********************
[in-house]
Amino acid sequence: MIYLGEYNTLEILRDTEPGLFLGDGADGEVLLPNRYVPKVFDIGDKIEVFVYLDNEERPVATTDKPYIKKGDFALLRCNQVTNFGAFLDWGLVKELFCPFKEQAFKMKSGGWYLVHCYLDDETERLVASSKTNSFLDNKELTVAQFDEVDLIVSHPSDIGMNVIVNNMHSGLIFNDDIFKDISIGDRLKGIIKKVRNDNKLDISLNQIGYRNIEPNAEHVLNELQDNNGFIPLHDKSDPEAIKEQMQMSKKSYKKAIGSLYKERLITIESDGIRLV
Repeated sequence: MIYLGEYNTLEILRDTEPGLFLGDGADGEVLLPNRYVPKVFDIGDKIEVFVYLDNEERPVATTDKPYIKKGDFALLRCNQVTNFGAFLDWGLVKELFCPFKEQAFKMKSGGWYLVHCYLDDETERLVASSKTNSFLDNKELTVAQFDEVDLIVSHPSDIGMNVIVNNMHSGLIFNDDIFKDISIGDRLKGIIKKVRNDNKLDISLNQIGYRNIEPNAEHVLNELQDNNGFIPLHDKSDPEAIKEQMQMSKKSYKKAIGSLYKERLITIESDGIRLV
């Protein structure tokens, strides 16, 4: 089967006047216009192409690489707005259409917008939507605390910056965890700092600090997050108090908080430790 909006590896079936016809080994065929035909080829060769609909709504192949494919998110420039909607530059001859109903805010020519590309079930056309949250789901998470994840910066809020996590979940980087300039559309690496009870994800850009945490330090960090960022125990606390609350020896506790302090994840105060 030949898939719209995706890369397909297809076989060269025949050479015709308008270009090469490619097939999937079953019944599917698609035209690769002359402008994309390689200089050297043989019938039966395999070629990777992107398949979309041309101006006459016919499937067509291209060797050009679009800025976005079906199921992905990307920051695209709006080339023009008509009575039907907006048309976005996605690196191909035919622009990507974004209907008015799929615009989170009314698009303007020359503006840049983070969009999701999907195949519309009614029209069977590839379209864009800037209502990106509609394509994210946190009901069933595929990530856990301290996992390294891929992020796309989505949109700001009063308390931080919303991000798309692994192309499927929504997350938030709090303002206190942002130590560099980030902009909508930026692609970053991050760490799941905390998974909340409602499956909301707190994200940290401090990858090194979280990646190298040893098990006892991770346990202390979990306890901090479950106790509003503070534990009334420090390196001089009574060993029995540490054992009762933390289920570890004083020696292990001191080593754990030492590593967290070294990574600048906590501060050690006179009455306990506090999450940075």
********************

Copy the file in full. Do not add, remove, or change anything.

[in-house]
Amino acid sequence: MIYLGEYNTLEILRDTEPGLFLGDGADGEVLLPNRYVPKVFDIGDKIEVFVYLDNEERPVATTDKPYIKKGDFALLRCNQVTNFGAFLDWGLVKELFCPFKEQAFKMKSGGWYLVHCYLDDETERLVASSKTNSFLDNKELTVAQFDEVDLIVSHPSDIGMNVIVNNMHSGLIFNDDIFKDISIGDRLKGIIKKVRNDNKLDISLNQIGYRNIEPNAEHVLNELQDNNGFIPLHDKSDPEAIKEQMQMSKKSYKKAIGSLYKERLITIESDGIRLV
Repeated sequence: MIYLGEYNTLEILRDTEPGLFLGDGADGEVLLPNRYVPKVFDIGDKIEVFVYLDNEERPVATTDKPYIKKGDFALLRCNQVTNFGAFLDWGLVKELFCPFKEQAFKMKSGGWYLVHCYLDDETERLVASSKTNSFLDNKELTVAQFDEVDLIVSHPSDIGMNVIVNNMHSGLIFNDDIFKDISIGDRLKGIIKKVRNDNKLDISLNQIGYRNIEPNAEHVLNELQDNNGFIPLHDKSDPEAIKEQMQMSKKSYKKAIGSLYKERLITIESDGIRLV
């Protein structure tokens, strides 16, 4: 089967006047216009192409690489707005259409917008939507605390910056965890700092600090997050108090908080430790 909006590896079936016809080994065929035909080829060769609909709504192949494919998110420039909607530059001859109903805010020519590309079930056309949250789901998470994840910066809020996590979940980087300039559309690496009870994800850009945490330090960090960022125990606390609350020896506790302090994840105060 030949898939719209995706890369397909297809076989060269025949050479015709308008270009090469490619097939999937079953019944599917698609035209690769002359402008994309390689200089050297043989019938039966395999070629990777992107398949979309041309101006006459016919499937067509291209060797050009679009800025976005079906199921992905990307920051695209709006080339023009008509009575039907907006048309976005996605690196191909035919622009990507974004209907008015799929615009989170009314698009303007020359503006840049983070969009999701999907195949519309009614029209069977590839379209864009800037209502990106509609394509994210946190009901069933595929990530856990301290996992390294891929992020796309989505949109700001009063308390931080919303991000798309692994192309499927929504997350938030709090303002206190942002130590560099980030902009909508930026692609970053991050760490799941905390998974909340409602499956909301707190994200940290401090990858090194979280990646190298040893098990006892991770346990202390979990306890901090479950106790509003503070534990009334420090390196001089009574060993029995540490054992009762933390289920570890004083020696292990001191080593754990030492590593967290070294990574600048906590501060050690006179009455306990506090999450940075």